Highlights of RBI Monetary Policy

1.       Repo rate increased by 35 basis points to 6.25%.

2.       Inflation is expected to be above 4% in the next 12 months.

3.       FY23 GDP growth forecast lowered to 6.8% from 7% earlier

4.       CPI inflation forecast raised to 6.6% from 6.5%

5.       FDI inflows rose to $22.7 billion in April to October 2022 from $21.3 billion in corresponding period last year

6.       Forex reserve has gone up from USD 524 billion (October 21) to USD 551.2 bn

7.       Indian rupee has appreciated by 3.2% during April-October in real terms, while other major currencies have depreciated

Key terms:

  • Inflation: When an economy experiences fast economic growth due to lot of demand in the economy, prices rise or inflation surges.
  • Retail inflation: It is the inflation (or rise in the general price level) that everyday consumers face.
  • Core inflation: It is arrived at by removing the inflation in food and fuel from headline inflation.
  • Repo rate: It is the interest rate charged by RBI when it lends money to banks.



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Keywords: General studies III: Economy, RBI, Repo Rate, MPC
Daily Current Affairs

Chairman of Rajya Sabha

Why in news?

  • Recently, Rajya Sabha (RS)welcomed its new Chairman, Jagdeep Dhankhar.

About Rajya Sabha

  • It is a permanent House; cannot be dissolved.
  • One-third of its members retire after every second year (to maintain continuity).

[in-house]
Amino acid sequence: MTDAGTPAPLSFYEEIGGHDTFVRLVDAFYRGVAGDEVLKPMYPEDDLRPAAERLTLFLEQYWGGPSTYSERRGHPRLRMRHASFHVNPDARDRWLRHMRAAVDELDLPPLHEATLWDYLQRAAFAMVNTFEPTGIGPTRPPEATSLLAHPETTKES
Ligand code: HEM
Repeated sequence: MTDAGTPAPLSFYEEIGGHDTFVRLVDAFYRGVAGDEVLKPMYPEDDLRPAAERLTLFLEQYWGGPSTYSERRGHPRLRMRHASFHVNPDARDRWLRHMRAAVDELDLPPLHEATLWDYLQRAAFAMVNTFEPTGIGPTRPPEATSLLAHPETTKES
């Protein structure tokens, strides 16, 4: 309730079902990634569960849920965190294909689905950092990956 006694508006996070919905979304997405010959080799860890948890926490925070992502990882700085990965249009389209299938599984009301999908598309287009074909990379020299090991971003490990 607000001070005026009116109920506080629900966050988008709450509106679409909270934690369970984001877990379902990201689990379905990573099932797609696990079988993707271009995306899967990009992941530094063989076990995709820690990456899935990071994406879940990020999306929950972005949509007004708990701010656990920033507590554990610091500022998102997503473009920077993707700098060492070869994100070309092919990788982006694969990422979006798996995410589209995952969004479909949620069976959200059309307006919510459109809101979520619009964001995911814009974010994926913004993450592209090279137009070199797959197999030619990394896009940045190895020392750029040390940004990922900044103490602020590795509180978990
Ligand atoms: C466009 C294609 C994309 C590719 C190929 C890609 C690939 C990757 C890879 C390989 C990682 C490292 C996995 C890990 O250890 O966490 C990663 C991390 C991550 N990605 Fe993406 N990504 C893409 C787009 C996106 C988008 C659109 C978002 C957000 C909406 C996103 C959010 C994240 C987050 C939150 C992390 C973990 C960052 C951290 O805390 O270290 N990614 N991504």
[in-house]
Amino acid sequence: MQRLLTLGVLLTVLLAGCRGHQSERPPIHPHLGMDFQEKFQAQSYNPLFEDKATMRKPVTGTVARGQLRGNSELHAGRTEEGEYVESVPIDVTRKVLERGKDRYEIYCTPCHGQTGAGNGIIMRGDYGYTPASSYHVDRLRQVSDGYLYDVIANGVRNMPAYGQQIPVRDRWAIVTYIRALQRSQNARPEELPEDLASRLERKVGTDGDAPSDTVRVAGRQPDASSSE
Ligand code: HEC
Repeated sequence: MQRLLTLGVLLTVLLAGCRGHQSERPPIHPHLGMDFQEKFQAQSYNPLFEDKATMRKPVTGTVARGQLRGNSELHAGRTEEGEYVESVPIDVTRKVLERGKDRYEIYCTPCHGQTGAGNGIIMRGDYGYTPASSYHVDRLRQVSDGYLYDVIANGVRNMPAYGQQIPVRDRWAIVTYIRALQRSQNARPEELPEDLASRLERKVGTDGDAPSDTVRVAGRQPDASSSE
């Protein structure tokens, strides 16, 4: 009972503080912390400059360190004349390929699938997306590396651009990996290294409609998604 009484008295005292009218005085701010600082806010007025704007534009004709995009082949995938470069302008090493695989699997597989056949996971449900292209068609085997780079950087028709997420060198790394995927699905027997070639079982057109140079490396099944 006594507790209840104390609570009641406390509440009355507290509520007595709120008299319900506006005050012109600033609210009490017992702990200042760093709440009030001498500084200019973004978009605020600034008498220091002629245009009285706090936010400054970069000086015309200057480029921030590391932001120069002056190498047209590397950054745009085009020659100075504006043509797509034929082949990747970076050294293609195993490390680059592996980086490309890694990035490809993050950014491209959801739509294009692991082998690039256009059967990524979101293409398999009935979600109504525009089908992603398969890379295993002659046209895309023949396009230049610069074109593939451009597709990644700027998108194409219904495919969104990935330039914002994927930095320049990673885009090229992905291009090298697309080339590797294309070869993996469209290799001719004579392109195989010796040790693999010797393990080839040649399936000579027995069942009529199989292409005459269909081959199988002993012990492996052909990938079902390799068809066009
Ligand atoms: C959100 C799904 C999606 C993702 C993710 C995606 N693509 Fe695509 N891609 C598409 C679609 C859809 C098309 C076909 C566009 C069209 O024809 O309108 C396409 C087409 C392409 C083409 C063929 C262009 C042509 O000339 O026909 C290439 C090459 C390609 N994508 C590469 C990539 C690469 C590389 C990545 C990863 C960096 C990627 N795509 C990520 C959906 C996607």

• The House elects a Deputy Chairman and a panel of Vice Chairman among its members.
  • The Fourth Schedule to the Constitution provides for the allocation of Rajya Sabha seats to the states and Union Territories, on the basis of the population of each state. 
  • Total: 245 members, (12: nominated by the President & 233: representatives of the States and Union territories of Delhi and Puducherry.) 

 About the Chairman of Rajya Sabha

  • The Vice-Presidentis the ex-officio chairman of the Rajya Sabha.
  • He is considered as the unchallenged guardian of the eminence and dignityof the House.


  • The 10th Schedule of the Constitution empowers the Chairman to determines the question as to disqualification of a member of the Rajya Sabha on the ground of defection;
  • He is empowered to adjourn the House or to suspend its sitting in the event of the absence of quorum.
  • As Insofar as matters in or pertaining to the House are concerned, it is the responsibility of the Chairman to interpret the Constitution and rules. No one can disagree with the interpretation by the Chairman of any argument or controversy.
  • It is mandatory to receive the consent of the Chairman to raise a question of breach of privilege in the House.
  • All the Parliamentary Committees (whether set up by the Chairman or by the House) work under the direction of the Chairman.
  • The members to various Standing Committees and the Department-related Parliamentary Committees are nominated by him.
  • He is the Chairman of the Business Advisory Committee, the Rules Committee and the General Purposes Committee.


  • He can only be removed from his position as vice president of India before being removed from his position as chairman of the Rajya Sabha.